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Founder of Nebula Genomics apologizes for Epstein affiliation

george church nebula

Harvard biologist George Church apologized for his affiliation with disgraced financier Jeffrey Epstein on the 5th August, five days before Epstein’s death. Church founded leading blockchain startup Nebula Genomics for complete DNA sequencing.

Nebula raised $4.3 million in a funding round last year, with a key focus on providing free genome sequencing. Personal data is secured with blockchain technology, so individuals have control and trust over their information.

Church is arguably the biggest name on the Nebula team, a professor at Harvard and MIT who is considered a pioneer in DNA research. He admitted to having meetings with Epstein, who was known for funding many scientific projects.

In 2008 Epstein was convicted for soliciting a minor for prostitution. And at the time of his death, he was accused of sex trafficking. Church met with him “several times” after 2008, including six phone calls and meetings in 2014.

“I certainly apologize for my poor awareness and judgment,” stated Church. “There should have been more conversations about, should we be doing this, should we be helping this guy? There was just a lot of nerd tunnel vision,” he continued.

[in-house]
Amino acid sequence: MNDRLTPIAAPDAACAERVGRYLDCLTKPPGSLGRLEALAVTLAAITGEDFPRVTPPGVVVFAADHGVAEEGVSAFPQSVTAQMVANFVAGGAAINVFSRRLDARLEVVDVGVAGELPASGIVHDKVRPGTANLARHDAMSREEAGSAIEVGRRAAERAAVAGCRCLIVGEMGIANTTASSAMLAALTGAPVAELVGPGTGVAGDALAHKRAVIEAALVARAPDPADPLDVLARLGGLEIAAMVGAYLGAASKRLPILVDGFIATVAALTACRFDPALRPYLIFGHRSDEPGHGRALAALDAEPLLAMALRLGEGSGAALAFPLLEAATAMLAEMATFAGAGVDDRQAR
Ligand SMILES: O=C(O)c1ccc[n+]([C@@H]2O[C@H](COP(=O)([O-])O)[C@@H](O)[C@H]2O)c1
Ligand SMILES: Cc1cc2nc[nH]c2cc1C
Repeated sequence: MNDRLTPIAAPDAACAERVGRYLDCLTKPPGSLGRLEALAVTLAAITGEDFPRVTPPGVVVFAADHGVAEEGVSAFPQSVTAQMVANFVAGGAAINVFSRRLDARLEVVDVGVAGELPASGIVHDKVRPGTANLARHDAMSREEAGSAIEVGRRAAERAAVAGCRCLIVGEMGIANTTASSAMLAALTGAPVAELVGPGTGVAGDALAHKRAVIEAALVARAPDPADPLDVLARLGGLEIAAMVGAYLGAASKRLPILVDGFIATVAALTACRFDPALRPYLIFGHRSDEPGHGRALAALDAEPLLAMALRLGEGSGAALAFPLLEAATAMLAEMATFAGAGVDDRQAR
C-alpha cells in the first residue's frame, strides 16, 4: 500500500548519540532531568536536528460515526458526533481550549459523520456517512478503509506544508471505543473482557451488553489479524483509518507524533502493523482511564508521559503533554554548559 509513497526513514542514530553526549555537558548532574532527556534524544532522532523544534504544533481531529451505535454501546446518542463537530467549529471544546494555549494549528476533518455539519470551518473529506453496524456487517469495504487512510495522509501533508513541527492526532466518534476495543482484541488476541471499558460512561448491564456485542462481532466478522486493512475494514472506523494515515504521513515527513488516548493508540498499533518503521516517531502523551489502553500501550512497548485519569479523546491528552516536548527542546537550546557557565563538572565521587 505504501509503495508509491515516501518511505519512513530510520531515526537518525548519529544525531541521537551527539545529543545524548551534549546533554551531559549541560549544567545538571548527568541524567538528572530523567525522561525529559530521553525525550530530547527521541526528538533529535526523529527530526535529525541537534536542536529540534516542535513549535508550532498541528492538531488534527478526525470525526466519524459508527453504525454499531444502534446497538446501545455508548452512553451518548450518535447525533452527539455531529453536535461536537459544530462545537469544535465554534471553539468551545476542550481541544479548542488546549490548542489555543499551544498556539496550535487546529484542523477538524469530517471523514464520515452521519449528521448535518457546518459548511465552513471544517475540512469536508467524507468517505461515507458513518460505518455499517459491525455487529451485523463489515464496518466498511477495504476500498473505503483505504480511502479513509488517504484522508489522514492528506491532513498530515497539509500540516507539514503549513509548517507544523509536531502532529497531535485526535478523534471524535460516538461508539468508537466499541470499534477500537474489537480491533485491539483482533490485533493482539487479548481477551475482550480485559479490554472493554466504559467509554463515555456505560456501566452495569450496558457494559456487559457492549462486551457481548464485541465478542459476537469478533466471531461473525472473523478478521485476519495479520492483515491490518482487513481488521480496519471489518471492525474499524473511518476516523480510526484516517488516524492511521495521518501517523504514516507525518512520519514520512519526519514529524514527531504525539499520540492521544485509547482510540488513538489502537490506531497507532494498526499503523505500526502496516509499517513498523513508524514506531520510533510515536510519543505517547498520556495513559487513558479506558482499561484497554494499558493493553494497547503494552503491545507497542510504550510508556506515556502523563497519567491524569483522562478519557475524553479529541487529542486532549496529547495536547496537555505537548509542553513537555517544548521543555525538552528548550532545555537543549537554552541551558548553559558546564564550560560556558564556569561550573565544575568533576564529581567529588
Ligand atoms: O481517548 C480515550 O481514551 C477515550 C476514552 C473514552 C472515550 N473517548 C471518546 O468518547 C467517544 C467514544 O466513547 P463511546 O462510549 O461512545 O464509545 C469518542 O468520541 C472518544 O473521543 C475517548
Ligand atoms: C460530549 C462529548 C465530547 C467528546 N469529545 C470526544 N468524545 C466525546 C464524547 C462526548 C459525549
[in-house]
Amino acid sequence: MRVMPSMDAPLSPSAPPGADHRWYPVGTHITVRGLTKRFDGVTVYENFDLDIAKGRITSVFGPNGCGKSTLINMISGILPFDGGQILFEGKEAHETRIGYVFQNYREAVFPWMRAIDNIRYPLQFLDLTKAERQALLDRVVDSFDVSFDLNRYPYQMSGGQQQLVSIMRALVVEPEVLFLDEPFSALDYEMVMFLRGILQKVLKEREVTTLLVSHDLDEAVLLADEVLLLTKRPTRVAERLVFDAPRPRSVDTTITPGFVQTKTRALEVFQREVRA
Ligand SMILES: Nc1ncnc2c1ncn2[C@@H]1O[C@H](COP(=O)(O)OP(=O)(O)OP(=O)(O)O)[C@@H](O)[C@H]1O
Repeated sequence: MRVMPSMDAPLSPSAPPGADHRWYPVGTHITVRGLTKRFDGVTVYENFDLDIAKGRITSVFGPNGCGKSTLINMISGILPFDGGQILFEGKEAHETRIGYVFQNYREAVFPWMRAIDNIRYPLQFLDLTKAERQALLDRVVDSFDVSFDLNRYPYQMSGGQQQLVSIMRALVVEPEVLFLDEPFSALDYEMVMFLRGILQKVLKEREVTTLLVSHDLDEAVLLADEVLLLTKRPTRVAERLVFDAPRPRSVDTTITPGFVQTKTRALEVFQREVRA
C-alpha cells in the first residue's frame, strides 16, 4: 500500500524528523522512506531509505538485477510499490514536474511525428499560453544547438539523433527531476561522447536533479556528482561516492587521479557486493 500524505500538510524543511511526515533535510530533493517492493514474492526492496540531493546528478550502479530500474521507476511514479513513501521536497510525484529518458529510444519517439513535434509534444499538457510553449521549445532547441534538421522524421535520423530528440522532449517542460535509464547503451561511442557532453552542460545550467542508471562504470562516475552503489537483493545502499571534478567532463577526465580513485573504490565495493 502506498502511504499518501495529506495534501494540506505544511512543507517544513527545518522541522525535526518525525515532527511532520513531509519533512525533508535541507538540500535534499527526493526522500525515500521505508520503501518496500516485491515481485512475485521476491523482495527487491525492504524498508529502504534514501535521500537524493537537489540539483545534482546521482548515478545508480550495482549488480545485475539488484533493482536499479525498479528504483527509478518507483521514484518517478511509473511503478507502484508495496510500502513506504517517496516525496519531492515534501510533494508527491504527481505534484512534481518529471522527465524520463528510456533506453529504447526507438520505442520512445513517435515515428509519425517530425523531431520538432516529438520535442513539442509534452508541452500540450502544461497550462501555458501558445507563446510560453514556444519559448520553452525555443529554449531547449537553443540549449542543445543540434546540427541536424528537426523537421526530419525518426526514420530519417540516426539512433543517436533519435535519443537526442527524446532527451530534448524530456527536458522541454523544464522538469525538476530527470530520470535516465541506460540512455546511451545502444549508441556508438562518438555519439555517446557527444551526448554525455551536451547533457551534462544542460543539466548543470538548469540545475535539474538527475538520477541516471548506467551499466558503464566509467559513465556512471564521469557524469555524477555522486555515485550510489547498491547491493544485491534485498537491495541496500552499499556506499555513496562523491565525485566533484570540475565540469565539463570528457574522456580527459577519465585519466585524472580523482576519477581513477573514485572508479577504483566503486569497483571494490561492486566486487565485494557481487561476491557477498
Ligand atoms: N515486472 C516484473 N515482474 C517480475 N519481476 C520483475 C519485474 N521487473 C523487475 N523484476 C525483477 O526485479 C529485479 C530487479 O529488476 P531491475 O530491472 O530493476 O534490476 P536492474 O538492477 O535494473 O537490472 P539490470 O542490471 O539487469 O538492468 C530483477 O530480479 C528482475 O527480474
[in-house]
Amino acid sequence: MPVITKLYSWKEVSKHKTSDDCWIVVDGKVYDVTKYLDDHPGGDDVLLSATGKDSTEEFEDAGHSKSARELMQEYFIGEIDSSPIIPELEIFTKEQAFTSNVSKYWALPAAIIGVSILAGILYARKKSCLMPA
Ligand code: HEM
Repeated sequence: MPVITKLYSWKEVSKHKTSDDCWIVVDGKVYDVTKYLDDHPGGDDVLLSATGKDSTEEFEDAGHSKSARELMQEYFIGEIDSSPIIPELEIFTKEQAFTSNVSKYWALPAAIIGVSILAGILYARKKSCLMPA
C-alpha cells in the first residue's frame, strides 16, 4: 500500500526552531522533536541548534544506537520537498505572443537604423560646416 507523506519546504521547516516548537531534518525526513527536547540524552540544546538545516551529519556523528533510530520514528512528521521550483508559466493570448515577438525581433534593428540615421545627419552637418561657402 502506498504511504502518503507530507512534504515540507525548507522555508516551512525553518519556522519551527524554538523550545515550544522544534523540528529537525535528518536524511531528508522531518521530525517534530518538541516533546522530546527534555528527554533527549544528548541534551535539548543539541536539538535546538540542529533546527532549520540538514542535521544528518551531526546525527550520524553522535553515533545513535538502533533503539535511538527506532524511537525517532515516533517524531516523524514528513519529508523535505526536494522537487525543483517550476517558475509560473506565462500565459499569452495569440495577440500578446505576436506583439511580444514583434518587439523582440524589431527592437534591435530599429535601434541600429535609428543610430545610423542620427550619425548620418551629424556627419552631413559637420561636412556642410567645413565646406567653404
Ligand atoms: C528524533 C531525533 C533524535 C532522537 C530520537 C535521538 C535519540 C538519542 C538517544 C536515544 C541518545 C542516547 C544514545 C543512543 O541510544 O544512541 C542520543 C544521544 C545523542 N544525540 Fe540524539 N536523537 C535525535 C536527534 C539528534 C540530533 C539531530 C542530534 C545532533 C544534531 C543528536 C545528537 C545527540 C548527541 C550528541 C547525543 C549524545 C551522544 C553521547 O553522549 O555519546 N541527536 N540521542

At the time George Church was the first scientist to publicly apologize for affiliating with Epstein, where his “main concern is for the people who have been hurt.”

The Nebula founder met the billionaire with Martin Nowak, who started the Program for Evolutionary Dynamics, partly funded by Epstein. Nowak and Church worked together on advanced gene drives, perhaps a precursor of the technology behind Nebula. However, Church claims he knew nothing of the extent of Epstein’s alleged crimes and infamous interest in eugenics.

“The meetings weren’t really about Jeffrey,” he said, “they were about the scientists who were talking with each other. Normally, expectations are low for people who listen in on meetings far outside their field of expertise.”

Epstein also donated money to one of Church’s labs, which the scientist regrets. The job of screening potential donors usually falls to university administrators.

Since Church’s comments and Epstein’s death, the head of MIT’s Media Lab Joi Ito published a personal apology for accepting donations from the financier. Shortly after, Ito’s MIT colleague Ethan Zuckerman resigned over the Media Lab’s close relationship with Epstein.